Green design is an idea that most people have heard of, but few understand what it means from on a practical level. Most people when they think of a Green Building think of solar panels, but in reality, there is much more to it.
While onsite renewable energy generation like solar panels and internet connected thermostats should be part of sustainable design, there are less sexy and cost-effective sustainable design strategies that every home should employ. A genuinely sustainable design employs many strategies to achieve their goals.
The very first thing any good architect should consider is building orientation. Unfortunately, this is not possible for all projects, especially those in New York City, where the orientation is a feature that merely comes with the site. In situations where there is an opportunity to chose the orientation, you can employ the natural changing angles of the sun to heat the building in the winter and keep it cool in the summer. Also, site-specific features microclimates can be employed to take advantage of prevailing breezes, and natural shading.
The sun is one heck of source of light. On top of being free, sunlight is the most pleasant light and elevates moods. Great architecture employs sunlight in creative ways to fill your house with an abundance of controllable natural light.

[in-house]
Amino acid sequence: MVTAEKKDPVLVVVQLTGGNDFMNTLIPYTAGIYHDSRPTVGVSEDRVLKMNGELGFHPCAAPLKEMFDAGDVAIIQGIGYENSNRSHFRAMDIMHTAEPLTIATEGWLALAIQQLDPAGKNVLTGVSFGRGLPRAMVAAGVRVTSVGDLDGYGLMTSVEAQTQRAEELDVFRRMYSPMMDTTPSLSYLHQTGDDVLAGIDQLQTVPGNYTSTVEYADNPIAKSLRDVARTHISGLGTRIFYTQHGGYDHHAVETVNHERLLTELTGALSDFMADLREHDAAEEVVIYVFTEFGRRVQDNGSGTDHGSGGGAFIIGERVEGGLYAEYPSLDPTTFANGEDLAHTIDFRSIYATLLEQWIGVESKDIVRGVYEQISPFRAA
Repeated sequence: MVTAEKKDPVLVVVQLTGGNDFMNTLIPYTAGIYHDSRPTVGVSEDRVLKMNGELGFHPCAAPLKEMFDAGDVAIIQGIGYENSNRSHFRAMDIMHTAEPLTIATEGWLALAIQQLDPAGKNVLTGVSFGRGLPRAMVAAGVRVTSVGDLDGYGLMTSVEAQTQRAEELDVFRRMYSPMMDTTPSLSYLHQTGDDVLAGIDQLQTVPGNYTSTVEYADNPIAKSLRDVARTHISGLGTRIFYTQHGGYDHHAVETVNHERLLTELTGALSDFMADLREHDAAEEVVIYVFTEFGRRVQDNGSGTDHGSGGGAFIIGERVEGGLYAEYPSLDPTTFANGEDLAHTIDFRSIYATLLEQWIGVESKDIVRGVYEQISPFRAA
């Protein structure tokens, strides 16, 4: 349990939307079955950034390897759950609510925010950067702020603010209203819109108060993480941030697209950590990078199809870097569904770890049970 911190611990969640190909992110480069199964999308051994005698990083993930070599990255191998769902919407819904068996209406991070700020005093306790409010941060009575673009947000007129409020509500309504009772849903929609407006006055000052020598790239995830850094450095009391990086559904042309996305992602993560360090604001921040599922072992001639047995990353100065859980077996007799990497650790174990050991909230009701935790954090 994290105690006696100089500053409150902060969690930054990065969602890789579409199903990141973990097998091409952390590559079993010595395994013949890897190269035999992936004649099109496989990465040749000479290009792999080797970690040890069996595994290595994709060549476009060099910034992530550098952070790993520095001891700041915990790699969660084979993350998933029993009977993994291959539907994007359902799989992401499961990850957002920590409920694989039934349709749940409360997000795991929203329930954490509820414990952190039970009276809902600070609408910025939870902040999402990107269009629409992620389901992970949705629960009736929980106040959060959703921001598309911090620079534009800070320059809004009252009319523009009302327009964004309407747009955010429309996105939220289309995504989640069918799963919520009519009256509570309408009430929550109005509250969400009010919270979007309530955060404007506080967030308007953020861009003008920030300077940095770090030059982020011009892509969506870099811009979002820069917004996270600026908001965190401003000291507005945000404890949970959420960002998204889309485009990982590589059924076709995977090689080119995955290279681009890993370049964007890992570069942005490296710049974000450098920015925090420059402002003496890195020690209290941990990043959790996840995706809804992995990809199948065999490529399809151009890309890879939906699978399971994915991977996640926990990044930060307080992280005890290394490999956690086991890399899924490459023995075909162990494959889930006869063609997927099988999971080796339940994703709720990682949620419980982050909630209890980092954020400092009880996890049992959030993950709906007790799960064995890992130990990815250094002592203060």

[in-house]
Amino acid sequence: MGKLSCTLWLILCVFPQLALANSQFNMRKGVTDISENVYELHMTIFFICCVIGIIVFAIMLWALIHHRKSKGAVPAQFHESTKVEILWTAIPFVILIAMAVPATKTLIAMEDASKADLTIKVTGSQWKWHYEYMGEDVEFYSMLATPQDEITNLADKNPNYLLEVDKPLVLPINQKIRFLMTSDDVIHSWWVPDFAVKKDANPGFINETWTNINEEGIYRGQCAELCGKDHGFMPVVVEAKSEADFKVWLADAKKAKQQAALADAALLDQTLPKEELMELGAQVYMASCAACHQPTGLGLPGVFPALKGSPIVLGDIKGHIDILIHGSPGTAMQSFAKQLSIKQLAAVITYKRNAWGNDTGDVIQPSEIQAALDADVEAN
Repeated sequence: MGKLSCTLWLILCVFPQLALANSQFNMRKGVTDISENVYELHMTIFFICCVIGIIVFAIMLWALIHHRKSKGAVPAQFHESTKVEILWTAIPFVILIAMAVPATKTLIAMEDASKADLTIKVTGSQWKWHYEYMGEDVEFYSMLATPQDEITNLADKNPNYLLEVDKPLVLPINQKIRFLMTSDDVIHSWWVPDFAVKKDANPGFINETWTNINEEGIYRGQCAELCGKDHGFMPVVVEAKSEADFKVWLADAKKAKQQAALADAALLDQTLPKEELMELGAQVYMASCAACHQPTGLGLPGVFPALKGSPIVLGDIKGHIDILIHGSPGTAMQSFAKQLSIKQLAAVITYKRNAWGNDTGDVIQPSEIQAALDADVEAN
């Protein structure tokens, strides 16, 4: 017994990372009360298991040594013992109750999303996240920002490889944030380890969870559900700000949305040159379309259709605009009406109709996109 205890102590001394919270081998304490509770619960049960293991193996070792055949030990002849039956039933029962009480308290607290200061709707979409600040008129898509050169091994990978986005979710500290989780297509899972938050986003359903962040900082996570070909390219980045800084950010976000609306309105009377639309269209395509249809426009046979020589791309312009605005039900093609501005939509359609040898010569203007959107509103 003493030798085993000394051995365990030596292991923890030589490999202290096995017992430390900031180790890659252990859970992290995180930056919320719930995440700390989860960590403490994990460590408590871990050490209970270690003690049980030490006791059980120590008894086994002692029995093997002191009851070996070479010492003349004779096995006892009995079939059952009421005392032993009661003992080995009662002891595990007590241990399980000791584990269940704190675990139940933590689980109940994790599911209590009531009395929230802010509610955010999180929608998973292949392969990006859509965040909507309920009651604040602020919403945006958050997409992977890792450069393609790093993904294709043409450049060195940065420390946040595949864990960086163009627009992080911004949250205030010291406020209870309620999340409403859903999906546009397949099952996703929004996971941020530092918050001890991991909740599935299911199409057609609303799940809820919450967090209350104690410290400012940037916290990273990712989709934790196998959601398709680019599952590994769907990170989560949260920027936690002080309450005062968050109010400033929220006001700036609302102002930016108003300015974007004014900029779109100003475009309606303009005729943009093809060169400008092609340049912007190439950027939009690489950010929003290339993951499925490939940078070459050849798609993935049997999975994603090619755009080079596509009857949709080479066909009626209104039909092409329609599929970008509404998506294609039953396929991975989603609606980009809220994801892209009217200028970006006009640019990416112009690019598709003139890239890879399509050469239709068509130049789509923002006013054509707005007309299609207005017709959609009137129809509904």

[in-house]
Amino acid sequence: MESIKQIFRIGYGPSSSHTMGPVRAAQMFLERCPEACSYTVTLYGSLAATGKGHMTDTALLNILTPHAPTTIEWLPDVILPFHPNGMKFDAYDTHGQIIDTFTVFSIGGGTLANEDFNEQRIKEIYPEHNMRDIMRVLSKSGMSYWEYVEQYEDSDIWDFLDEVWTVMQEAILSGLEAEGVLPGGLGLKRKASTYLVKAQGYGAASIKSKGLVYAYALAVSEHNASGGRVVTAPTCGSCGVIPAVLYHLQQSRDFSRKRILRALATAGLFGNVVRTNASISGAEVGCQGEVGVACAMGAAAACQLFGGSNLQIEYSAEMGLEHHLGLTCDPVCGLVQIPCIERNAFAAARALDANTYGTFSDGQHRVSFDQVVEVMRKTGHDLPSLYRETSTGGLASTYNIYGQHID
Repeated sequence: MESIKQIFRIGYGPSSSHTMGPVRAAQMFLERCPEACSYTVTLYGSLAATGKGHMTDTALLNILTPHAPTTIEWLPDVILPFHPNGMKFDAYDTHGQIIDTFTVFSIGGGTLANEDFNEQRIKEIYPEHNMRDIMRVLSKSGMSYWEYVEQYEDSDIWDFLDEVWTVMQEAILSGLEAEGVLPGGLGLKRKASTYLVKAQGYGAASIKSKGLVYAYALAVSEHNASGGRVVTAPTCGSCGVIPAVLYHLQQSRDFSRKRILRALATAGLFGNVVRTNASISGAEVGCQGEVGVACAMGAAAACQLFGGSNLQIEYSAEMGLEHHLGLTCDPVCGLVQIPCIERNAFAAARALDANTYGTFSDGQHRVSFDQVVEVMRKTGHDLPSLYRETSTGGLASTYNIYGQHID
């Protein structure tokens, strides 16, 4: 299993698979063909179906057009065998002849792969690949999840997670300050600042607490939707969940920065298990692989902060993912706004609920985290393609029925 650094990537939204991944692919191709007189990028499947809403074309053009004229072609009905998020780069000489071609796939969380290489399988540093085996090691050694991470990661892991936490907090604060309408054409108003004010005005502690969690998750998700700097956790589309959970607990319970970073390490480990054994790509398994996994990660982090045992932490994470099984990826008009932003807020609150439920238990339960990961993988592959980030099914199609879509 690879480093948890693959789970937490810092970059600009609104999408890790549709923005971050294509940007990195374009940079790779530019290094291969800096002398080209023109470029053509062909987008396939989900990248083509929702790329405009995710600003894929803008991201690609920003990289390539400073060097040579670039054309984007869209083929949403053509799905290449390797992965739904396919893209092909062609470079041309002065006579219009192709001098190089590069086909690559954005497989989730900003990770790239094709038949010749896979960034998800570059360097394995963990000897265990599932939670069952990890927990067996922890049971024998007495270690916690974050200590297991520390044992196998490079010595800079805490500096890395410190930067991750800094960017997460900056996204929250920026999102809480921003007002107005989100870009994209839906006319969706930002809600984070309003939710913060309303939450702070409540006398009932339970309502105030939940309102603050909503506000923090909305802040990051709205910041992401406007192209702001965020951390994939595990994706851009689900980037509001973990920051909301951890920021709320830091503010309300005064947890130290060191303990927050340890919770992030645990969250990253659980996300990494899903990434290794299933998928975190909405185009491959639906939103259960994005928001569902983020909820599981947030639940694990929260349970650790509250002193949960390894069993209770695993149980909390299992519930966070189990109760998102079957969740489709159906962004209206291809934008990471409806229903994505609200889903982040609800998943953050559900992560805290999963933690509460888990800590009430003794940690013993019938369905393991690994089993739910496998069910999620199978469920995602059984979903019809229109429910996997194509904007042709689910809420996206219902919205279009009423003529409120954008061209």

Developing passive ventilation strategies keeps energy use down by lowering the need for mechanically assisted ventilation. Strategically placed openings bring fresh air through spaces, meaning that pleasant days outside requires less use of the buildings mechanical systems – lowering your power consumption and electric bill.
This is by far and away the most cost-effective sustainable design strategy for both new homes and renovations. There are many good options, depending on the situation from cotton batt insulation made from old blue jeans to high-tech expanding spray foam insulations. The better the insulation, the more you keep your heat in during the winter and out during the summer. Proper insulation can cut energy usage and bills by as much as 50%.
It is straightforward, and code mandated in many jurisdictions, to install water efficient fixtures. These fixtures can cut water usage by upwards of 30% compared to unregulated fixtures with almost no perceivable difference. Recent events on the west coast have shown us how this resource is more scarce that we once thought and that taking necessary measures to cut our water usage is a vital part of any sustainable design.
There are several energy generating strategies a home can use from solar panels to wind turbines, to geothermal systems. Some jurisdictions, such as counties in California, now require that a certain percentage of the roof be dedicated to solar panels. (CHECK OUT THESE SOLAR ROOF PANELS) This is the most expensive, and therefore likely the last, strategy a sustainable project should look to employ.
It is essential to understand that there is no real definition of ‘Green’ – and many companies, designers, and marketers use that term liberally. When starting a new project, it is crucial to set up sustainability goals to test the project design against those goals. If you are serious about creating a sustainable project, we suggest you learn more about LEED and PassiveHouse.
KDA is dedicated to being responsible designers and stewards of the built world and would be excited to work with you on your next GREEN project!